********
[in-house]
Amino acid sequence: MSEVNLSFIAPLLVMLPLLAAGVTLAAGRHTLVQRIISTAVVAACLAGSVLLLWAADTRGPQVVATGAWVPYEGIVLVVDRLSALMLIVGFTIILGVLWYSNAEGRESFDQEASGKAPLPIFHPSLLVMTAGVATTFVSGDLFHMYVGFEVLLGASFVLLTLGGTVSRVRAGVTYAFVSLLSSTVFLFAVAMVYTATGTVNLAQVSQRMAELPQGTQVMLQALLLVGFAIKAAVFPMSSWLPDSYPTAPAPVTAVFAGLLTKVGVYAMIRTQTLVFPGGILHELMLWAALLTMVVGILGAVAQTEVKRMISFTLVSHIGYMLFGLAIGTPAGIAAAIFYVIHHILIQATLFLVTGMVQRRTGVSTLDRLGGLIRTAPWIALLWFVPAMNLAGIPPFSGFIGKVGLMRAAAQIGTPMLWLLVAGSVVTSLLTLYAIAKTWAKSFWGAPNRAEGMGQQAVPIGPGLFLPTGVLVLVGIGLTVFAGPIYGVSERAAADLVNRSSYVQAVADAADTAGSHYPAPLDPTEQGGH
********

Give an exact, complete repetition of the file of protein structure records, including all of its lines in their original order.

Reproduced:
[in-house]
Amino acid sequence: MSEVNLSFIAPLLVMLPLLAAGVTLAAGRHTLVQRIISTAVVAACLAGSVLLLWAADTRGPQVVATGAWVPYEGIVLVVDRLSALMLIVGFTIILGVLWYSNAEGRESFDQEASGKAPLPIFHPSLLVMTAGVATTFVSGDLFHMYVGFEVLLGASFVLLTLGGTVSRVRAGVTYAFVSLLSSTVFLFAVAMVYTATGTVNLAQVSQRMAELPQGTQVMLQALLLVGFAIKAAVFPMSSWLPDSYPTAPAPVTAVFAGLLTKVGVYAMIRTQTLVFPGGILHELMLWAALLTMVVGILGAVAQTEVKRMISFTLVSHIGYMLFGLAIGTPAGIAAAIFYVIHHILIQATLFLVTGMVQRRTGVSTLDRLGGLIRTAPWIALLWFVPAMNLAGIPPFSGFIGKVGLMRAAAQIGTPMLWLLVAGSVVTSLLTLYAIAKTWAKSFWGAPNRAEGMGQQAVPIGPGLFLPTGVLVLVGIGLTVFAGPIYGVSERAAADLVNRSSYVQAVADAADTAGSHYPAPLDPTEQGGH